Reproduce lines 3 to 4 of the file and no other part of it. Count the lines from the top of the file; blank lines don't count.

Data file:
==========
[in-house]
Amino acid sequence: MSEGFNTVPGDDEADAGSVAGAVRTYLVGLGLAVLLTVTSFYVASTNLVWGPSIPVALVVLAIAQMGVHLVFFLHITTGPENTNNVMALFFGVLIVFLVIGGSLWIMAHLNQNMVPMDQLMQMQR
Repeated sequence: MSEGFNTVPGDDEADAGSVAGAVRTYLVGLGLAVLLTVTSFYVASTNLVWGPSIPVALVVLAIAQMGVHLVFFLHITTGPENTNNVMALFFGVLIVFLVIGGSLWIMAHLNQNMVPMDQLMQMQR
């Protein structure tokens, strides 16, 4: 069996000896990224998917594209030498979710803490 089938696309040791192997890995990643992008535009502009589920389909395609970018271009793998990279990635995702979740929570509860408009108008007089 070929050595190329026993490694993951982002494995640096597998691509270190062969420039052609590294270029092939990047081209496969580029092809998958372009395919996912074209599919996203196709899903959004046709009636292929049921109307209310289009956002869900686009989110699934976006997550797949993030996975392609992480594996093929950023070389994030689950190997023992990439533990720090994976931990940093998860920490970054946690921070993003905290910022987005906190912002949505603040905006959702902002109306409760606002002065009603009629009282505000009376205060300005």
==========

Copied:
Repeated sequence: MSEGFNTVPGDDEADAGSVAGAVRTYLVGLGLAVLLTVTSFYVASTNLVWGPSIPVALVVLAIAQMGVHLVFFLHITTGPENTNNVMALFFGVLIVFLVIGGSLWIMAHLNQNMVPMDQLMQMQR
């Protein structure tokens, strides 16, 4: 069996000896990224998917594209030498979710803490 089938696309040791192997890995990643992008535009502009589920389909395609970018271009793998990279990635995702979740929570509860408009108008007089 070929050595190329026993490694993951982002494995640096597998691509270190062969420039052609590294270029092939990047081209496969580029092809998958372009395919996912074209599919996203196709899903959004046709009636292929049921109307209310289009956002869900686009989110699934976006997550797949993030996975392609992480594996093929950023070389994030689950190997023992990439533990720090994976931990940093998860920490970054946690921070993003905290910022987005906190912002949505603040905006959702902002109306409760606002002065009603009629009282505000009376205060300005």